FIND MOVIES
Movie List
Loading ...
or
Find Theaters and Movie Times
or
Search Movies

Review: The Horse Boy

A compelling real-life adventure
By GERALD PEARY  |  November 4, 2009
3.0 3.0 Stars

 

Rupert Isaacson and Kristin Neff seem the best of parents — concerned, loving, patient, intellectually enlightened — and yet they’re worn down by their four-year-old autistic son, Rowan, with his four-hour tantrums, his rejection of toilet training, his inability to answer to his name. But Rowan calms a bit sitting on a horse, and that brings us to the compelling center of this documentary.

Parents and child, accompanied by filmmaker Michel Orion Scott, fly off to Tibet, land of horses and epicenter of shamanic activity. Can Rowan be “civilized” and “socialized” by a combination of horseback riding and the hands-on of spiritual wise men, who intuit that his mom’s womb was filled with “black energy” from her manic-depressive gardener?

The Horse Boy is a nicely photographed real-life adventure, and with some wisdom about autism for everyone along the pathway.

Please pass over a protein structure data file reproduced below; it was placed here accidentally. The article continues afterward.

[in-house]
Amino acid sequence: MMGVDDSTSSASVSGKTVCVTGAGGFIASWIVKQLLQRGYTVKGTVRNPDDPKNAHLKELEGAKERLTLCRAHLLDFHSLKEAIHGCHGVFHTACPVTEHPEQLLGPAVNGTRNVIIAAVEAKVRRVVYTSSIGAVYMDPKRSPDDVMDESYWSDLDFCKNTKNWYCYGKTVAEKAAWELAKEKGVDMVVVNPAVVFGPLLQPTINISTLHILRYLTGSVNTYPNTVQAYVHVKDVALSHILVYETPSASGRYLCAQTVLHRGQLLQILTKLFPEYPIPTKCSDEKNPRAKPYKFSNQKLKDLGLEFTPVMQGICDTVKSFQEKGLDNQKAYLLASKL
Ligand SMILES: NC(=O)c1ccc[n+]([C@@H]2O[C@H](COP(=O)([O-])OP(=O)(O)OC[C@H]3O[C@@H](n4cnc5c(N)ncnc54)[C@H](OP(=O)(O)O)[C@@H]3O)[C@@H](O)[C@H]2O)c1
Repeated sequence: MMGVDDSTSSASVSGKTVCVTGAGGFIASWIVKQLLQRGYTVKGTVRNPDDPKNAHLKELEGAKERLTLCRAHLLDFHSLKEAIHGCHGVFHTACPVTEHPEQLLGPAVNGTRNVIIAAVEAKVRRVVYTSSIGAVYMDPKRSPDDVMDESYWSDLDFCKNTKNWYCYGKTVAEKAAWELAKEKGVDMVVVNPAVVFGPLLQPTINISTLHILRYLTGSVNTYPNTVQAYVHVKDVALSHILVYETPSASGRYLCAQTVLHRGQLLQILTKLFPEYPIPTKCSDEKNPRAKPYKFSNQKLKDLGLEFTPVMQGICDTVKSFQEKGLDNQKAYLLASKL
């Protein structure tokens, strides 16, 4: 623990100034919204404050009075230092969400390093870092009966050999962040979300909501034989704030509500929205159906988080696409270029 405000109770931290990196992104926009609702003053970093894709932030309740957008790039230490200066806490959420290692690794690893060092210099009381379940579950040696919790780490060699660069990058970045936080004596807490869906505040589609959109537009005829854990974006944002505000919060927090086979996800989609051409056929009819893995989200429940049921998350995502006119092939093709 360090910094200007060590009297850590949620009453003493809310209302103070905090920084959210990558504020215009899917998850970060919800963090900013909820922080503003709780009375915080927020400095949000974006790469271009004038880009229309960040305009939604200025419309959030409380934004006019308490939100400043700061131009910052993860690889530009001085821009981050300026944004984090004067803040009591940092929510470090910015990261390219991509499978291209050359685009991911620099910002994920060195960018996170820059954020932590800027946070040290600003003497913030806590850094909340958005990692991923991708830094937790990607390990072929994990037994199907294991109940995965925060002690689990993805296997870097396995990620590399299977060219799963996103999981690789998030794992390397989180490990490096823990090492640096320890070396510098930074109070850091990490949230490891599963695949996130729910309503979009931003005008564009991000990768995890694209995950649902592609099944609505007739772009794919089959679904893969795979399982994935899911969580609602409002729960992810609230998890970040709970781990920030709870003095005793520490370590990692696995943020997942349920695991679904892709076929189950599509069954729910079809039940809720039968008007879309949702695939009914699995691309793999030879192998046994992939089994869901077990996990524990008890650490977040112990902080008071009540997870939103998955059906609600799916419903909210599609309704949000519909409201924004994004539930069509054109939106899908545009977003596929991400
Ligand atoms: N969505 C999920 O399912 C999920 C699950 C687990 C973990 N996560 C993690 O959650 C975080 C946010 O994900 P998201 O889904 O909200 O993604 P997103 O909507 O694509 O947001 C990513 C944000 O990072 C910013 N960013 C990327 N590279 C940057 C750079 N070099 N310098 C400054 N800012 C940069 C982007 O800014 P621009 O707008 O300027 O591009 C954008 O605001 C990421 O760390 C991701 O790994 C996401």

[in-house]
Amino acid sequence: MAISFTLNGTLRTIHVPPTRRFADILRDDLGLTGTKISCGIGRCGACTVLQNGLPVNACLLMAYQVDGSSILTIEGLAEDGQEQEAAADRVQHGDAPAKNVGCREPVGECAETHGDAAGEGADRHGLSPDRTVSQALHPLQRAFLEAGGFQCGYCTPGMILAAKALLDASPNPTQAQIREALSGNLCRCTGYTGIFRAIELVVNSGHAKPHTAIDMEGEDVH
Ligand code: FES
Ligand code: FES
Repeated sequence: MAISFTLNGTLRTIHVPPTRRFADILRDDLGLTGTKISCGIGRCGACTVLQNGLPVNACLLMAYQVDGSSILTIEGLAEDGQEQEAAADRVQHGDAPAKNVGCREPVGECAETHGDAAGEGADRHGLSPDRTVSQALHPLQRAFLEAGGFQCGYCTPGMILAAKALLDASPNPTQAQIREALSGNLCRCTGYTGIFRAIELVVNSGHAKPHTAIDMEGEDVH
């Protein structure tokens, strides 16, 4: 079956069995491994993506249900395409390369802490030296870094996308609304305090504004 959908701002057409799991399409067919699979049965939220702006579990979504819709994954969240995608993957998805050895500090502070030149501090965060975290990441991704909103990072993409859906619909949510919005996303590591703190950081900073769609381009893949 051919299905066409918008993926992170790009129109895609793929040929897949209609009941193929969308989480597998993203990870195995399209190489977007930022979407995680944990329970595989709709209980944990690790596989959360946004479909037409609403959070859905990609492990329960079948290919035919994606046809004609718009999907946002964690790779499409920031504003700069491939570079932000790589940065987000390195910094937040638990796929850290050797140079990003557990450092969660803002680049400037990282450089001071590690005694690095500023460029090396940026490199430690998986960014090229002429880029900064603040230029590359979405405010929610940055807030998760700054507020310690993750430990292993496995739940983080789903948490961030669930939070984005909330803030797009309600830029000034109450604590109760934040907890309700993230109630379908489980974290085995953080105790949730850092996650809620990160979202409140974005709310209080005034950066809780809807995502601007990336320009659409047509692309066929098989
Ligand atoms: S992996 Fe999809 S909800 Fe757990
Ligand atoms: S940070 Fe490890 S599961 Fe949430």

Topics: Reviews , Culture and Lifestyle, Health and Fitness, Family,  More more >
| More


Most Popular
ARTICLES BY GERALD PEARY
Share this entry with Delicious
  •   REVIEW: LIKE SOMEONE IN LOVE  |  March 12, 2013
    A decent little movie, but hardly a major one, from Iran's master filmmaker Abbas Kiarostami, who, self-exiled, here shoots in Tokyo with an all-Japanese cast.
  •   REVIEW: THE GATEKEEPERS  |  February 26, 2013
    Great cinema journalism, The Gatekeepers was the National Society of Film Critics' winner for Best Documentary of 2012.
  •   REVIEW: THE LITTLE FUGITIVE (1953)  |  February 27, 2013
    It's the 60th anniversary of this pioneering American independent feature, which greatly influenced both cinema vérité documentarians and the French New Wave.
  •   REVIEW: HOW TO RE-ESTABLISH A VODKA EMPIRE  |  February 20, 2013
    Daniel Edelstyn launched this film project after reading the spirited diary of his late grandmother, Maroussia Zorokovich, whose wealthy Jewish family split from Ukraine as the Bolsheviks were taking control.
  •   REVIEW: HAPPY PEOPLE: A YEAR IN THE TAIGA  |  February 12, 2013
    What Robert Flaherty did with title cards in his silent Nanook of the North , Werner Herzog manages with declamatory voiceover in Happy People : romanticization of the austere, self-reliant lives of hunters and trappers in the icebound north.

 See all articles by: GERALD PEARY